Fear-engendering politics, an old phenomenon that can now go viral on the Internet (Peck's remarks were reported in British newspapers), have always begun with pejorative and demeaning language. Think of all the ethnic slurs used to describe recent immigrants by earlier groups who claim superiority and fear encroachment. The label "illegal aliens" only tops the list of dehumanizing slurs used against immigrants from Mexico and Central America who have been coming to Kansas for decades to take back-breaking and dangerous jobs in agribusiness and meat packing industries.

The bishops, the DREAM act and militarization



As reported by the Catholic News Service on Feb. 9, Archbishop of Los Angeles José Gomez told a group of Catholic business leaders in Florida that “the church's approach to immigration -- like the church's approach to every social issue -- is never about politics. It is about preaching the good news of God's love for all peoples. It is about transforming the city of man into the family of God.”

Despite the compassion that Gomez as well as now-retired Cardinal Mahony have demonstrated for the plight of undocumented immigrants, a closer look at the U.S. Conference of Catholic Bishops immigration stance reveals something quite the opposite: the bishops seem totally willing to play politics, and their oral compromise on the DREAM Act, the immigration legislation that was defeated last year in Congress, is a case in point.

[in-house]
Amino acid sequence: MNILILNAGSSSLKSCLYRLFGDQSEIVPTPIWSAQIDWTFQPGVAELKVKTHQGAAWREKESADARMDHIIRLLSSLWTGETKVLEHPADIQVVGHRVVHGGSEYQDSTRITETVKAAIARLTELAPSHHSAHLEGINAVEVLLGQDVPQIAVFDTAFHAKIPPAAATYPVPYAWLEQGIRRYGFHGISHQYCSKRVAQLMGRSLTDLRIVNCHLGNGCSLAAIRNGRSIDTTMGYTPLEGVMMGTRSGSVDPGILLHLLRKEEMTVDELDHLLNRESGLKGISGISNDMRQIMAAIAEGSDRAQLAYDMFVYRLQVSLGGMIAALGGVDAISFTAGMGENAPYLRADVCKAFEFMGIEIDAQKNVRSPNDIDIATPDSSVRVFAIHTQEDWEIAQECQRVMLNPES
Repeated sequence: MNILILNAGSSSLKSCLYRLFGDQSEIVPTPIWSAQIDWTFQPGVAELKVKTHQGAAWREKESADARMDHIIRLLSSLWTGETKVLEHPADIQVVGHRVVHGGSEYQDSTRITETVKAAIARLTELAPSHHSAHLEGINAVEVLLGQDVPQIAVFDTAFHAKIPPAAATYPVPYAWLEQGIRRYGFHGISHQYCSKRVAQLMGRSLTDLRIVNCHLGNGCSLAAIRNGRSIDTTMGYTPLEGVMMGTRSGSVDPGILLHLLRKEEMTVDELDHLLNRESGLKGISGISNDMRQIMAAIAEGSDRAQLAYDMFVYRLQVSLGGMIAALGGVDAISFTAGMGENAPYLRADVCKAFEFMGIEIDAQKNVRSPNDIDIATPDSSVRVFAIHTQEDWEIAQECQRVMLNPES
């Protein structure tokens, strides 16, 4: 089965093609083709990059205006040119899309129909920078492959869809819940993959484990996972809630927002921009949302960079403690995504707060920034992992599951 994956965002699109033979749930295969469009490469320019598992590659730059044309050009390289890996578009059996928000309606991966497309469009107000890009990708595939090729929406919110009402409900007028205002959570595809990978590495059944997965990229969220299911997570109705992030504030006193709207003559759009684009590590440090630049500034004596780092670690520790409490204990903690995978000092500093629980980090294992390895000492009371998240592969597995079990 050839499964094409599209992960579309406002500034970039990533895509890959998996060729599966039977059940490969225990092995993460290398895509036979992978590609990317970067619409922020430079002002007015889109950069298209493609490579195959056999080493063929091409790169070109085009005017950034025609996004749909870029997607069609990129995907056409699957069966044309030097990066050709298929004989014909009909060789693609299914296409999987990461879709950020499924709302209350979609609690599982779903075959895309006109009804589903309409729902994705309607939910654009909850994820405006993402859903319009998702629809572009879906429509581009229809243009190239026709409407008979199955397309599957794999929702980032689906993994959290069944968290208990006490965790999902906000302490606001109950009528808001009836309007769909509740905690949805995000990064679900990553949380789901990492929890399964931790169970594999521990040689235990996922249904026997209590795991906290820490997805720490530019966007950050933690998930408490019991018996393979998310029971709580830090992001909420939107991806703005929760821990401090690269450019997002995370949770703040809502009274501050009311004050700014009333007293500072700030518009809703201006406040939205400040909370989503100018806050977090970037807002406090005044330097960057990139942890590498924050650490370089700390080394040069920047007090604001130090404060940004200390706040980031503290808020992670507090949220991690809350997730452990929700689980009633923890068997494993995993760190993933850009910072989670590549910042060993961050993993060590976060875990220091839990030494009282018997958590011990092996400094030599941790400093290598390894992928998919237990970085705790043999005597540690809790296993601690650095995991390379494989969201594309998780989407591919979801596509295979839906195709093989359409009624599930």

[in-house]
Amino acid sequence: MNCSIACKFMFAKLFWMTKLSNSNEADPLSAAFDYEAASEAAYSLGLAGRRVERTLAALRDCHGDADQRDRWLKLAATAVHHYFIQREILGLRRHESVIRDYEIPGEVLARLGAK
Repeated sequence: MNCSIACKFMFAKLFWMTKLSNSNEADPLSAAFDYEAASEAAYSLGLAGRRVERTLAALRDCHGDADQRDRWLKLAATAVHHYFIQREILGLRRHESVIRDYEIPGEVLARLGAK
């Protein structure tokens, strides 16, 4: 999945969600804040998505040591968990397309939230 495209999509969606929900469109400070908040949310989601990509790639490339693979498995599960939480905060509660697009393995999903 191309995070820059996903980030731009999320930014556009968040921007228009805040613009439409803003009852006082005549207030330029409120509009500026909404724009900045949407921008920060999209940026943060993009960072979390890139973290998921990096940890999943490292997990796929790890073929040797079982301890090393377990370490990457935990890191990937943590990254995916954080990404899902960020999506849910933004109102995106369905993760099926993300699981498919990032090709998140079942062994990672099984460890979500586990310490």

New book on immigration and children


The human dimensions of the immigrant experience can easily get lost in the big-picture news reports about the demographic impact of the waves of economic refugees seeking entry into the United States. Behind the statistics are stories about real people; desperate fathers heading north to find work, wives left behind or heading north themselves, entrusting small children to relatives until the family can be reunited; children struggling to adjust to absent parents or, once relocated, to new cities, schools, languages and people.

Bishop Ricardo Ramirez recovering from illness


Bishop Ricardo Ramirez of Las Cruces N.M., who spoke at the Celebration conference on immigration in San Antonio, Jan. 12-14, is reportedly still recovering from a cold that developed into pneumonia and hospitalization when he got back to his diocese.

According to the Las Cruces Sun-News, Ramirez suffered some broken ribs from coughing, and this prolonged his recovery time. The story also quotes the bishop as saying he would be submitting his resignation Sept. 12, when he turns 75, as all bishops are required to do. Whether it is accepted and when is be up to Rome, he said.

The economics behind the politics of immigration


For readers who want to go behind the rhetoric from either the right or the left to the nuts and bolts of the immigration reform issue, link to the columns of Mary Sanchez in the Kansas City Star.

Sanchez, a veteran reporter and fact-based columnist, neatly identifies the divide in the State of Kansas between the anti-immigrant agenda of Secretary of State Kris Kobach, who played a significant role in the drafting of Arizona SB1070, and the pragmatist politics of Governor Sam Brownback.

Priest praises Mexican migrants bill


MEXICO CITY -- A Catholic priest serving undocumented migrants praised new immigration legislation that would provide more rights and legal protections to the thousands of Central and South Americans traveling through the country toward the United States.

Father Jose Alejandro Solalinde, whose defense of migrants has brought death threats from criminal gangs and immense media attention for his outspoken advocacy, said the new legislation also discards potential sanctions against those working on behalf of migrants.